New film puts new definition on “Woke”

Gerald Ott of Ankeny was a high school English teacher and for 30 years a school improvement consultant for the Iowa State Education Association.

I saw the trailer for Will Smith’s new film “Emancipation.” Smith’s character Peter is the enslaved man whose terribly scarred back was photographed in 1863 and viewed by millions during the Civil War era and beyond.

I immediately thought of Governor Ron DeSantis saying, “Florida is the state where WOKE goes to die.” He was speaking, wife and kids at his side, just after the November election where he was re-elected with nearly 60 percent of the vote.

I thought of DeSantis because his law, known as the “Stop WOKE Act,” prohibits workplace training or school instruction that teaches that individuals are “inherently racist, sexist, or oppressive, whether consciously or unconsciously”; that people are privileged or oppressed based on race, gender, or national origin; or that a person “bears personal responsibility for and must feel guilt, anguish, or other forms of psychological distress” over actions committed in the past by members of the same race, gender, or national origin. (A federal judge recently blocked part of that law from being enforced.)

Iowa has a similar law (though less restrictive on curriculum), as do several other red states. At the bill signing in 2021, Governor Kim Reynolds said of our state's law, ”…it will target the teaching of critical race theory and other concepts in government diversity trainings and classroom curriculum.”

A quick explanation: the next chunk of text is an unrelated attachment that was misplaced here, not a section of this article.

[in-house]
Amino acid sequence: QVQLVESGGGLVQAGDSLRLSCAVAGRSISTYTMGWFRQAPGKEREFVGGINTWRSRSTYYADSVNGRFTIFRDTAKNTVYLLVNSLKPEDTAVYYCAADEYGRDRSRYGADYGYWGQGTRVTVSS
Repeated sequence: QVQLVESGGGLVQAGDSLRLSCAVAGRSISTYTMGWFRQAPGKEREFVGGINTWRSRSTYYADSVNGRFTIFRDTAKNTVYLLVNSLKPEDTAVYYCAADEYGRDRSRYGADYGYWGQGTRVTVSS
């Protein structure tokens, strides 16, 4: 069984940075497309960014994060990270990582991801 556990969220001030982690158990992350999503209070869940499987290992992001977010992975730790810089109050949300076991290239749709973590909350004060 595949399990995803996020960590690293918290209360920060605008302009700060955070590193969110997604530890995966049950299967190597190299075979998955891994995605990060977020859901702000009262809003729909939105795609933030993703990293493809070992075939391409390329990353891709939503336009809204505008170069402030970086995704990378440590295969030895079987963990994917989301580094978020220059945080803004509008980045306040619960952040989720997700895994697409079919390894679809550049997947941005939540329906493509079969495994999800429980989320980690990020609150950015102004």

Smith’s film will likely show Civil War era Southern planters as inherently racist, and Black Americans as oppressed persons based on race.

According to Collider, “Emancipation” derives from the true story of Peter, a slave who runs away from his plantation in search of his family. He travels across the Louisiana swamp while outsmarting cold-blooded hunters along the way.

Peter later joins the Union Army, and during his medical examination, they see his bare back, which has scars from a near-fatal whipping. A photo of his back was published in The Independent under the name “the scourged back.” The image displayed the cruelty of slavery in The United States. The original photo is on display in the National Portrait Gallery.

Reportedly, the film is a no-holds-barred depiction of Peter’s life. Watch the trailer to get a sample of the almost unwatchable brutality. It’s a historical thriller, directed by Antoine Fuqua.

The film opens in theaters December 2 and for streaming on Apple TV+ on December 9. I definitely intend to watch.

I’ve got to believe the film will elicit empathy for Peter and his plight. The film will convey that white Americans do bear personal responsibility for and should feel "guilt, anguish, or other forms of psychological distress” over actions committed in the past by members of the same race, gender, or national origin. I am old enough to remember Jim Crow and Ruby Bridges, the 6-year-old girl who in 1960 became the first Black child to desegregate an all-White elementary school in the South, in New Orleans.

Though politicians in Florida, Iowa, or elsewhere may wish they could stop people from watching this film, it's hard to ban something that comes into your living room on your TV.

Interestingly, in a Variety Magazine online survey of 2,350 respondents, 78 percent said they would not watch the Smith flick. Maybe because they’re still mad at Smith for slapping Chris Rock at the Oscars. Or, because 25 percent of respondents are oldsters like me. Or, because they don't want to be reminded of one of our country's "unforgivable crimes against humanity," as Rutgers history professor James Goodman termed it in a commentary for CNN.

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